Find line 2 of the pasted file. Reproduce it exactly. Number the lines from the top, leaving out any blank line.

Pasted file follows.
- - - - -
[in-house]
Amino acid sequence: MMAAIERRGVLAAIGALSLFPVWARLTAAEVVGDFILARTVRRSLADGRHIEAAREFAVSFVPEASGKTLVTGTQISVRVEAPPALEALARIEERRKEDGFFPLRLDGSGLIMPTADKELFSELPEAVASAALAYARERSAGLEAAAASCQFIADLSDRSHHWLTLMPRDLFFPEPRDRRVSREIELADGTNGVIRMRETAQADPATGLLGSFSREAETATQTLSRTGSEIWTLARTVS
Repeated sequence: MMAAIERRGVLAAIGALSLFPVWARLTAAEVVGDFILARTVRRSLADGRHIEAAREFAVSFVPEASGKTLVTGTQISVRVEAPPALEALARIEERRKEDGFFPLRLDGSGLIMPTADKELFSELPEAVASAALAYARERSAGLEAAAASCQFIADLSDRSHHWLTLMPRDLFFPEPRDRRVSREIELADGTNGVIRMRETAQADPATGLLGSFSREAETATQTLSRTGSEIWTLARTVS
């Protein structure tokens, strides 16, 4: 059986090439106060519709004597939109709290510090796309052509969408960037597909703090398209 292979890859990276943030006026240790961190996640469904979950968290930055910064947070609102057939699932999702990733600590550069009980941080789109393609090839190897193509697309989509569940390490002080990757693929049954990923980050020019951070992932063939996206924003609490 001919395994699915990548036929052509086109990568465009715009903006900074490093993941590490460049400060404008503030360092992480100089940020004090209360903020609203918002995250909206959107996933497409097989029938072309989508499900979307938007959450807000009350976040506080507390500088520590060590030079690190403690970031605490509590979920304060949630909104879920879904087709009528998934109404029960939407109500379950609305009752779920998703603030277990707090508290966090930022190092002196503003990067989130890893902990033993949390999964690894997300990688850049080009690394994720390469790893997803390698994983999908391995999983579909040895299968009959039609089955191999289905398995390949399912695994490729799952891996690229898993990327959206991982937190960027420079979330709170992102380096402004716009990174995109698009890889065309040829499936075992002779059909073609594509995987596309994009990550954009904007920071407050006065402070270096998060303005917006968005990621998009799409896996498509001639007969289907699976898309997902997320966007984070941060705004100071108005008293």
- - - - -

Amino acid sequence: MMAAIERRGVLAAIGALSLFPVWARLTAAEVVGDFILARTVRRSLADGRHIEAAREFAVSFVPEASGKTLVTGTQISVRVEAPPALEALARIEERRKEDGFFPLRLDGSGLIMPTADKELFSELPEAVASAALAYARERSAGLEAAAASCQFIADLSDRSHHWLTLMPRDLFFPEPRDRRVSREIELADGTNGVIRMRETAQADPATGLLGSFSREAETATQTLSRTGSEIWTLARTVS